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Southwest Daily News - Sulphur, LA
  • Neighbors lend hand to keep Christmas tradition going

  • On the cold and windy morning of Saturday, Nov. 23, seven volunteers — Daigle, her granddaughter Elise Nicholson, neighbors Michael and Robin Baudoin, along with Renee Stanley, Francis Daigle and Tony Hogan — arrived on the Bonins' doorstep ready to decorate.
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  • Glen and Georgia Bonin are well-known throughout Sulphur and the surrounding area for their community-minded philanthropical efforts. And in the Gilmore Acres subdivision, where the Bonins live, they are also known for their holiday decor, some of which could be considered antique. The couple have decorated their Alabama St. home every Christmas for the 47 years they have lived there. But with their recent health battles making it difficult to do the work, Glen Bonin told to his neighbors in August that there would be no decorations this year.
    "We decorated every year. It is part of our history," said Glen, who has been dealing with back issues since breaking it about three years ago, "We just couldn't do it anymore."
    "We could not imagine not having the Bonins' home decorated. It had become a tradition in our neighborhood," said Janet Daigle. "All of our hearts were heavy when he told us."
    A group was soon organized. And on the cold and windy morning of Saturday, Nov. 23, seven volunteers — Daigle, her granddaughter Elise Nicholson, neighbors Michael and Robin Baudoin, along with Renee Stanley, Francis Daigle and Tony Hogan — arrived on the Bonins' doorstep ready to decorate.
    "We couldn't believe that they would take this kind of time to do this. It was unbelievable," said Glen, "It was a beautiful day. It made us feel so good."
    "They are really nice people. It was easy to help such kind people," said Michael Baudoin.
    For some, placing the various decorations, which included Santa and his reindeers strewn high along various tree limbs, was an easy job.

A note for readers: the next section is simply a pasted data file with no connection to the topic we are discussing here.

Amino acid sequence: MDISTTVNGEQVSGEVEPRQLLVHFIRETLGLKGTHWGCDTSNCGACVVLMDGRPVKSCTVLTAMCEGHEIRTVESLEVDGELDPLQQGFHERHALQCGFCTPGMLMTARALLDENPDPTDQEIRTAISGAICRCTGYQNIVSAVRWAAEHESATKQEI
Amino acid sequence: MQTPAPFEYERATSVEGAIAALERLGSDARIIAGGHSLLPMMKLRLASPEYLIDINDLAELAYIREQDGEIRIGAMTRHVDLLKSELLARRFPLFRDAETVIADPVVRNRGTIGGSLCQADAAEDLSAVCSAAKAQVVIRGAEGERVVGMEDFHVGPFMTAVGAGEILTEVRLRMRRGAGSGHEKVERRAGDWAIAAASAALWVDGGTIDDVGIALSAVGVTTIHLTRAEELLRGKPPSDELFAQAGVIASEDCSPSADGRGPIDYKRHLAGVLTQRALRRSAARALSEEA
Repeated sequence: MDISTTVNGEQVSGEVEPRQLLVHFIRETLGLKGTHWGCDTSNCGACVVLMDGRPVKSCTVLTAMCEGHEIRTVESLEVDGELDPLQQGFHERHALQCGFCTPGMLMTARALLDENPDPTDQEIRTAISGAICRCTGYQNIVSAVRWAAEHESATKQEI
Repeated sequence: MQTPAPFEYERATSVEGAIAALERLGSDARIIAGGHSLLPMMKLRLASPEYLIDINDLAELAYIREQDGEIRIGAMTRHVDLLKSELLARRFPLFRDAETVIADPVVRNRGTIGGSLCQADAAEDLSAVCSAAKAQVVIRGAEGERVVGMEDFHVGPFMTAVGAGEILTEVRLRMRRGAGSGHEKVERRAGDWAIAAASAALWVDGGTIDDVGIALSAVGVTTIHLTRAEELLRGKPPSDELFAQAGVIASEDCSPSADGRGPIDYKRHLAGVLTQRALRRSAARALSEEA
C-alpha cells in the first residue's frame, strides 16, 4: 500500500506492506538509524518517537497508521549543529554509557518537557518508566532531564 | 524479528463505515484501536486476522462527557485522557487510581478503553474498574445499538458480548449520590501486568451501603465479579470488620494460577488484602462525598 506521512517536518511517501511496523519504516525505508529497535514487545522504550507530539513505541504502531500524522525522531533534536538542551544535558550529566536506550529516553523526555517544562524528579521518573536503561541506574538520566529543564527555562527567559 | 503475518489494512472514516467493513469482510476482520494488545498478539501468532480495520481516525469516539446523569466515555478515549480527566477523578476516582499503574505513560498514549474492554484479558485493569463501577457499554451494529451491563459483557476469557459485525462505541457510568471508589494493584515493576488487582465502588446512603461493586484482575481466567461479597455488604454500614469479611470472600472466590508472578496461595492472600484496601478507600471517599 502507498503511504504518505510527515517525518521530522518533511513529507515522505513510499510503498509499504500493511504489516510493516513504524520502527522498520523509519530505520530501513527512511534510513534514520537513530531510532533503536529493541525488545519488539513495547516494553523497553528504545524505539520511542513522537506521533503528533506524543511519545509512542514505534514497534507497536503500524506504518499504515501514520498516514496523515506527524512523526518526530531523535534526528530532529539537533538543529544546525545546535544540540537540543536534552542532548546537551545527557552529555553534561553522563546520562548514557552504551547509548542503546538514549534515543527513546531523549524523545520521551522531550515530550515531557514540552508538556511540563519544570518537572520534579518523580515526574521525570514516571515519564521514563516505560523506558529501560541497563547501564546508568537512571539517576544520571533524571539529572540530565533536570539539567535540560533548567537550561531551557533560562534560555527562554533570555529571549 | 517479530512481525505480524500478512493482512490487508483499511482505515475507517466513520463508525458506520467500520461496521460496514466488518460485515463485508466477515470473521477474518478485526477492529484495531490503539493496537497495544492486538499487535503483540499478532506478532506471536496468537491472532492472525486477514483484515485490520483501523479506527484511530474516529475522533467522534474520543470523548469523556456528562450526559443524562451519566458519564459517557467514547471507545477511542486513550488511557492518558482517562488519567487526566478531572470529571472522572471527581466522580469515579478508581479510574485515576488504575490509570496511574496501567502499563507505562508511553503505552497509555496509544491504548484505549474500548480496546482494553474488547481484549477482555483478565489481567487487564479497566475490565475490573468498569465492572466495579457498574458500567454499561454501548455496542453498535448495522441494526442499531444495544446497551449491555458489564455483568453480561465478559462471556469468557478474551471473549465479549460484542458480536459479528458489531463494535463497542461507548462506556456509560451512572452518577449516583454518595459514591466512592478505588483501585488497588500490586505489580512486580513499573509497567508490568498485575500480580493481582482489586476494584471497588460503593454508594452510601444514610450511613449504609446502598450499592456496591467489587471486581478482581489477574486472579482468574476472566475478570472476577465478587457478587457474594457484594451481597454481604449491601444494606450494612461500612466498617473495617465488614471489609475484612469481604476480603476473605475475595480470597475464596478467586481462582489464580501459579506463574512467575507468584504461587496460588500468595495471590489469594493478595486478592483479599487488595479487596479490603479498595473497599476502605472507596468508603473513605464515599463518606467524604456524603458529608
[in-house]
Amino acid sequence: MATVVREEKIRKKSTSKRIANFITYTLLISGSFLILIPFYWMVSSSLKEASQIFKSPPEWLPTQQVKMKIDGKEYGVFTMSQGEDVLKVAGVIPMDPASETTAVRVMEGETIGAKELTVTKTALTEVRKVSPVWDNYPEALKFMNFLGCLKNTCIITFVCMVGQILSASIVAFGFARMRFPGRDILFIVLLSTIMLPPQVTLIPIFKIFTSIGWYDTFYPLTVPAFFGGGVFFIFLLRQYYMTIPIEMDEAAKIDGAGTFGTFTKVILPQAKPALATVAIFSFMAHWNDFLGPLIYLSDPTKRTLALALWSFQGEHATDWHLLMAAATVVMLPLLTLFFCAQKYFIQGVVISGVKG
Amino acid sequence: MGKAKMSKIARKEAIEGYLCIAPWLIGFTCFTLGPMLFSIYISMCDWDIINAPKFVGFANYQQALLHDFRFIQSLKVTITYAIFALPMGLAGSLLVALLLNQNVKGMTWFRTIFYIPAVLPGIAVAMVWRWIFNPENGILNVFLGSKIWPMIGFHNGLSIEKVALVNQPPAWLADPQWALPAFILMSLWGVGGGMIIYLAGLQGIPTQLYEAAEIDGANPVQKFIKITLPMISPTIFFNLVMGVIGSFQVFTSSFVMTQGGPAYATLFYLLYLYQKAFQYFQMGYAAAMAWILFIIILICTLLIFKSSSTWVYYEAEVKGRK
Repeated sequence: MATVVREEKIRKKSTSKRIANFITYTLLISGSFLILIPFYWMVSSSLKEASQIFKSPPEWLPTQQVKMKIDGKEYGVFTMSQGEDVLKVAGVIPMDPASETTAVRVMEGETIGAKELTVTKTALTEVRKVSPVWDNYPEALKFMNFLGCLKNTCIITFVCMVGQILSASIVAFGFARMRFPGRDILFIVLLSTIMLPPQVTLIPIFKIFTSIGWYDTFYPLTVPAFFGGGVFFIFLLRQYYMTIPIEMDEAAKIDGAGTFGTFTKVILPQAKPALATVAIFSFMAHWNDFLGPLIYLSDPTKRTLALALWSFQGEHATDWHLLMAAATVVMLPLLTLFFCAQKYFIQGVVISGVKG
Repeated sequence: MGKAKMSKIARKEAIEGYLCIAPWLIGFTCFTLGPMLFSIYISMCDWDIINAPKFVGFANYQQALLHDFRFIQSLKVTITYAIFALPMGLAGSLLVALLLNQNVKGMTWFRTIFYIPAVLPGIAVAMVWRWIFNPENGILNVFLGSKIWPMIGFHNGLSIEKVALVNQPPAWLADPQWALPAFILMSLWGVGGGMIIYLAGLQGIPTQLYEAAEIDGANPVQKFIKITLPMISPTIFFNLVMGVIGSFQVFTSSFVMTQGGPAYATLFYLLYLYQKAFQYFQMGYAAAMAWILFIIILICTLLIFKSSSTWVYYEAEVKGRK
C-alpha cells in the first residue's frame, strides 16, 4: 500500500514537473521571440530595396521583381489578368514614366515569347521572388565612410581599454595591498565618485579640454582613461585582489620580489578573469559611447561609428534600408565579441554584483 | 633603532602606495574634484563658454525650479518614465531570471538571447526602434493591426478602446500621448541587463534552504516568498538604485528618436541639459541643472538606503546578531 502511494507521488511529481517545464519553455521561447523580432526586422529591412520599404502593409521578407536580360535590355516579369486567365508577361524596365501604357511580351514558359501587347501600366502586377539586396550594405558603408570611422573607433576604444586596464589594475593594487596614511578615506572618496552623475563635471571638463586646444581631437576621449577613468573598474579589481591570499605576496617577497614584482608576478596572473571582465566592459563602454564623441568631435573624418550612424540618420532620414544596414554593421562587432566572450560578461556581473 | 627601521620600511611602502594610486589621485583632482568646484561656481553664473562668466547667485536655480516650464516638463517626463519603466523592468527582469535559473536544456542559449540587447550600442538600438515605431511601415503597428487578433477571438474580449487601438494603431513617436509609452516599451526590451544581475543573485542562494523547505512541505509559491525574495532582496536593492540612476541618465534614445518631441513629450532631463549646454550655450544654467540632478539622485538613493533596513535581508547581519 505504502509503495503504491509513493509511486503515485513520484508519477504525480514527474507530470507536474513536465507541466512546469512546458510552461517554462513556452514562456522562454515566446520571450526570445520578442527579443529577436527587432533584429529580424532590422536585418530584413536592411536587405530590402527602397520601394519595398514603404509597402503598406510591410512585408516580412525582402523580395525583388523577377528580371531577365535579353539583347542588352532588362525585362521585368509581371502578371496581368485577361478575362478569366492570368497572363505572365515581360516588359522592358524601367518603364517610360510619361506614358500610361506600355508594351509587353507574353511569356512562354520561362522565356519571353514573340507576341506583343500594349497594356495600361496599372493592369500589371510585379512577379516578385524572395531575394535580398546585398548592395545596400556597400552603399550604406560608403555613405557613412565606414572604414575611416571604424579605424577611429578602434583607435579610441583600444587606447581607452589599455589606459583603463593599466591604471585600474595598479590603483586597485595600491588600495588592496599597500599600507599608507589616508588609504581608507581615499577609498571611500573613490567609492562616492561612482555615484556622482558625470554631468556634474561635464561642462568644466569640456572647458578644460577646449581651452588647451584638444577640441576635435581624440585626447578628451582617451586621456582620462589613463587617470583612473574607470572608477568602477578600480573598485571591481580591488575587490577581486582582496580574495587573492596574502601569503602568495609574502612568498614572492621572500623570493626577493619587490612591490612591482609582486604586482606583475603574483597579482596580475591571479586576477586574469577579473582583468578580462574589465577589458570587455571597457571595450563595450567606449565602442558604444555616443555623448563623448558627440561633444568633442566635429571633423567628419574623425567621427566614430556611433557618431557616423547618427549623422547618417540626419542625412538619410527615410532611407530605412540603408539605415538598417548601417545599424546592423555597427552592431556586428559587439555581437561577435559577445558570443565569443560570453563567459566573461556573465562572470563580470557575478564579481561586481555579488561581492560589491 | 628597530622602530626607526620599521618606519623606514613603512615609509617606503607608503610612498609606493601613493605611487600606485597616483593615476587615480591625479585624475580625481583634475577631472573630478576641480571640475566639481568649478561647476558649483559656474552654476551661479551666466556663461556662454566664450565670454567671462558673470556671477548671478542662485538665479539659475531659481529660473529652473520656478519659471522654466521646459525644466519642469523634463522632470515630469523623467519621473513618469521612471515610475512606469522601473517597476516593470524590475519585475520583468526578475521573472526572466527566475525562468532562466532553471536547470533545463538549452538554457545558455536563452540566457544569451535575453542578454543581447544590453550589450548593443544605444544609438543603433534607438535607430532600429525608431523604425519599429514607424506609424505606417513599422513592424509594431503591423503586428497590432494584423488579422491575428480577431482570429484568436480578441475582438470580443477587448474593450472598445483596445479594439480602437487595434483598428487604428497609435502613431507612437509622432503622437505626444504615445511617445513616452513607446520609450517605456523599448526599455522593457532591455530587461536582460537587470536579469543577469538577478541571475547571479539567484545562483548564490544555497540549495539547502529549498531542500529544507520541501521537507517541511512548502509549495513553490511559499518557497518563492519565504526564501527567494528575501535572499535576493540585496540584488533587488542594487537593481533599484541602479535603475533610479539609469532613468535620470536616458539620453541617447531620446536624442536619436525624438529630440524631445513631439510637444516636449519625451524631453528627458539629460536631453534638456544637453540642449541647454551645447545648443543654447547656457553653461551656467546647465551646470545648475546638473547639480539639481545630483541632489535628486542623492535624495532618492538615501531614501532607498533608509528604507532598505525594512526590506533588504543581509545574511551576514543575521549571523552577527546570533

"It had long been a part of our lives so we knew where everything went," said Robin Baudoin.
    The Christmas bears, however, offered more of a challenge. There are 42 of them and they line the inside stairway in chronological order from the landing to the front hall. The Bonins have been collecting bear couples since buying the first pair in Nova Scotia back in 1992.
    "I think they had the most fun with the bears on the stairs. I had the most fun listening to them figure it all out," said Glen.
    "[The bears] are like their children," Daigle said with a laugh and the Bonins agreed.
    "I've never had anyone do what they did," continued Glen, "I could almost cry over it."
    But just as grateful the Bonins are for the helping hands of their neighbors, those same neighbors are just as thankful for what the couple has given to the neighborhood.
    "It was easy for us to give back after everything they have done for our community," said Daigle.
    Robin Baudoin agreed, adding, "I think it is an equal amount of knowing they are happy and making us happy. It is a good thing to come around the corner and see the lights on. I need that."

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